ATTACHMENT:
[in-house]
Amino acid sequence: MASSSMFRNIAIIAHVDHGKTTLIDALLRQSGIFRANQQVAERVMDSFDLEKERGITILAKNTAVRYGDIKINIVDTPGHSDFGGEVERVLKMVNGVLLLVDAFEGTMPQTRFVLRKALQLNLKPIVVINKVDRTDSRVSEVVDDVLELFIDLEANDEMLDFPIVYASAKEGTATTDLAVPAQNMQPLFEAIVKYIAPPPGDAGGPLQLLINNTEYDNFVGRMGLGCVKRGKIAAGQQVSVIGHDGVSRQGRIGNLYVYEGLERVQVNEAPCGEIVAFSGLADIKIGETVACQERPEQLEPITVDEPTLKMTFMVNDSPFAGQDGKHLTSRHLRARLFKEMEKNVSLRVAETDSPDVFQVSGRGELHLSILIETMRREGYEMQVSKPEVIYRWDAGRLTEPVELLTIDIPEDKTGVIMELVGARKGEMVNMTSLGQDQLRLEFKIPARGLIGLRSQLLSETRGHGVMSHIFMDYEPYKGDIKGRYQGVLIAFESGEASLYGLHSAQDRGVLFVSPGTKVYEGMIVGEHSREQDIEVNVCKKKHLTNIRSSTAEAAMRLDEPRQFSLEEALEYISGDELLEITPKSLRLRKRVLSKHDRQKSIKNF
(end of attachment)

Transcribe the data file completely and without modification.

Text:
[in-house]
Amino acid sequence: MASSSMFRNIAIIAHVDHGKTTLIDALLRQSGIFRANQQVAERVMDSFDLEKERGITILAKNTAVRYGDIKINIVDTPGHSDFGGEVERVLKMVNGVLLLVDAFEGTMPQTRFVLRKALQLNLKPIVVINKVDRTDSRVSEVVDDVLELFIDLEANDEMLDFPIVYASAKEGTATTDLAVPAQNMQPLFEAIVKYIAPPPGDAGGPLQLLINNTEYDNFVGRMGLGCVKRGKIAAGQQVSVIGHDGVSRQGRIGNLYVYEGLERVQVNEAPCGEIVAFSGLADIKIGETVACQERPEQLEPITVDEPTLKMTFMVNDSPFAGQDGKHLTSRHLRARLFKEMEKNVSLRVAETDSPDVFQVSGRGELHLSILIETMRREGYEMQVSKPEVIYRWDAGRLTEPVELLTIDIPEDKTGVIMELVGARKGEMVNMTSLGQDQLRLEFKIPARGLIGLRSQLLSETRGHGVMSHIFMDYEPYKGDIKGRYQGVLIAFESGEASLYGLHSAQDRGVLFVSPGTKVYEGMIVGEHSREQDIEVNVCKKKHLTNIRSSTAEAAMRLDEPRQFSLEEALEYISGDELLEITPKSLRLRKRVLSKHDRQKSIKNF